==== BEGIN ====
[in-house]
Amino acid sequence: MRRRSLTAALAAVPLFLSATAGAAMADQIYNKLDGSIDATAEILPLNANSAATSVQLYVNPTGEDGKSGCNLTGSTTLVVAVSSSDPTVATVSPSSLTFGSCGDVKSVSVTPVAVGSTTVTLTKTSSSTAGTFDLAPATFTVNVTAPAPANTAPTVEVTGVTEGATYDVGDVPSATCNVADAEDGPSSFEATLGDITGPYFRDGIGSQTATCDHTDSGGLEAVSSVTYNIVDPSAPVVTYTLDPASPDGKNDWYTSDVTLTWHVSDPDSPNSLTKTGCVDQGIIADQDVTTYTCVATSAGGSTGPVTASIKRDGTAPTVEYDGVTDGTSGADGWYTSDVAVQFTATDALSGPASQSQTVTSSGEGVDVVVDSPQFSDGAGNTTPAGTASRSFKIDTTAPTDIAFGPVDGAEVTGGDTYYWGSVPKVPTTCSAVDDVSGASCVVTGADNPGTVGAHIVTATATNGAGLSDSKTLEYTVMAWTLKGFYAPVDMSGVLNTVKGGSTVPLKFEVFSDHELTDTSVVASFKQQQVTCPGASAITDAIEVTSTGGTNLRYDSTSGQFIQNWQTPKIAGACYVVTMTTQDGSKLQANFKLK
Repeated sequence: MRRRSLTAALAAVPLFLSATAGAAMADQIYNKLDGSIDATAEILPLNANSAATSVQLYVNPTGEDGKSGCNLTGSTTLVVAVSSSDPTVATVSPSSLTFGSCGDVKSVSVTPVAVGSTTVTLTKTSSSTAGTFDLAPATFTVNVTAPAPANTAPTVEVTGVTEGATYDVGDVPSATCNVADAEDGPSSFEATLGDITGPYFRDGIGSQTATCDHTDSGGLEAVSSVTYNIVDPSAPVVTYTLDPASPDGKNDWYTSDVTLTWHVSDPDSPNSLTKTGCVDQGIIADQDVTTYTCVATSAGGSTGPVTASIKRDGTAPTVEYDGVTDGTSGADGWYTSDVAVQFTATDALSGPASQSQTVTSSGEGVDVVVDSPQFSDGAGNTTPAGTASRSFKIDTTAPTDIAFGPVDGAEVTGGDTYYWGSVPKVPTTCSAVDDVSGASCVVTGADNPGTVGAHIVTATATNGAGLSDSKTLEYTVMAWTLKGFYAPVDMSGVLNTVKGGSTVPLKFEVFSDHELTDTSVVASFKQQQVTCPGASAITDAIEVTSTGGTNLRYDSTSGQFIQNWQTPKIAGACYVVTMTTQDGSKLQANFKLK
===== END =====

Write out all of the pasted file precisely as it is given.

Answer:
[in-house]
Amino acid sequence: MRRRSLTAALAAVPLFLSATAGAAMADQIYNKLDGSIDATAEILPLNANSAATSVQLYVNPTGEDGKSGCNLTGSTTLVVAVSSSDPTVATVSPSSLTFGSCGDVKSVSVTPVAVGSTTVTLTKTSSSTAGTFDLAPATFTVNVTAPAPANTAPTVEVTGVTEGATYDVGDVPSATCNVADAEDGPSSFEATLGDITGPYFRDGIGSQTATCDHTDSGGLEAVSSVTYNIVDPSAPVVTYTLDPASPDGKNDWYTSDVTLTWHVSDPDSPNSLTKTGCVDQGIIADQDVTTYTCVATSAGGSTGPVTASIKRDGTAPTVEYDGVTDGTSGADGWYTSDVAVQFTATDALSGPASQSQTVTSSGEGVDVVVDSPQFSDGAGNTTPAGTASRSFKIDTTAPTDIAFGPVDGAEVTGGDTYYWGSVPKVPTTCSAVDDVSGASCVVTGADNPGTVGAHIVTATATNGAGLSDSKTLEYTVMAWTLKGFYAPVDMSGVLNTVKGGSTVPLKFEVFSDHELTDTSVVASFKQQQVTCPGASAITDAIEVTSTGGTNLRYDSTSGQFIQNWQTPKIAGACYVVTMTTQDGSKLQANFKLK
Repeated sequence: MRRRSLTAALAAVPLFLSATAGAAMADQIYNKLDGSIDATAEILPLNANSAATSVQLYVNPTGEDGKSGCNLTGSTTLVVAVSSSDPTVATVSPSSLTFGSCGDVKSVSVTPVAVGSTTVTLTKTSSSTAGTFDLAPATFTVNVTAPAPANTAPTVEVTGVTEGATYDVGDVPSATCNVADAEDGPSSFEATLGDITGPYFRDGIGSQTATCDHTDSGGLEAVSSVTYNIVDPSAPVVTYTLDPASPDGKNDWYTSDVTLTWHVSDPDSPNSLTKTGCVDQGIIADQDVTTYTCVATSAGGSTGPVTASIKRDGTAPTVEYDGVTDGTSGADGWYTSDVAVQFTATDALSGPASQSQTVTSSGEGVDVVVDSPQFSDGAGNTTPAGTASRSFKIDTTAPTDIAFGPVDGAEVTGGDTYYWGSVPKVPTTCSAVDDVSGASCVVTGADNPGTVGAHIVTATATNGAGLSDSKTLEYTVMAWTLKGFYAPVDMSGVLNTVKGGSTVPLKFEVFSDHELTDTSVVASFKQQQVTCPGASAITDAIEVTSTGGTNLRYDSTSGQFIQNWQTPKIAGACYVVTMTTQDGSKLQANFKLK